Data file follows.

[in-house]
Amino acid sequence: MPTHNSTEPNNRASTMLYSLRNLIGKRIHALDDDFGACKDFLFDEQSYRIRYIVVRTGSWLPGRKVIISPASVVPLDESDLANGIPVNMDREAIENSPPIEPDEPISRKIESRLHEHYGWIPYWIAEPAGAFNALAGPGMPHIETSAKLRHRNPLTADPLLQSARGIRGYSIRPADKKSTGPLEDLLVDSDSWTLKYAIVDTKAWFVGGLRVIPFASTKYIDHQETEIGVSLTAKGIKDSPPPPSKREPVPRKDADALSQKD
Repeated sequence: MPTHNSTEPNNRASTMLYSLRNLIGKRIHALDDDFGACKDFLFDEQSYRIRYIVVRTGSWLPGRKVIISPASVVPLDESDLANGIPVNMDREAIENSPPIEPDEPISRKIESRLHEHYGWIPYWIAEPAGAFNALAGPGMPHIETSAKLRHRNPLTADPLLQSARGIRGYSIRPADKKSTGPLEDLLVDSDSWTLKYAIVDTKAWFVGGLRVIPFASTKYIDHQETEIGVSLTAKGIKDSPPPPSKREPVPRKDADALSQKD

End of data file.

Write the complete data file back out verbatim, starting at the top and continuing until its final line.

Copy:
[in-house]
Amino acid sequence: MPTHNSTEPNNRASTMLYSLRNLIGKRIHALDDDFGACKDFLFDEQSYRIRYIVVRTGSWLPGRKVIISPASVVPLDESDLANGIPVNMDREAIENSPPIEPDEPISRKIESRLHEHYGWIPYWIAEPAGAFNALAGPGMPHIETSAKLRHRNPLTADPLLQSARGIRGYSIRPADKKSTGPLEDLLVDSDSWTLKYAIVDTKAWFVGGLRVIPFASTKYIDHQETEIGVSLTAKGIKDSPPPPSKREPVPRKDADALSQKD
Repeated sequence: MPTHNSTEPNNRASTMLYSLRNLIGKRIHALDDDFGACKDFLFDEQSYRIRYIVVRTGSWLPGRKVIISPASVVPLDESDLANGIPVNMDREAIENSPPIEPDEPISRKIESRLHEHYGWIPYWIAEPAGAFNALAGPGMPHIETSAKLRHRNPLTADPLLQSARGIRGYSIRPADKKSTGPLEDLLVDSDSWTLKYAIVDTKAWFVGGLRVIPFASTKYIDHQETEIGVSLTAKGIKDSPPPPSKREPVPRKDADALSQKD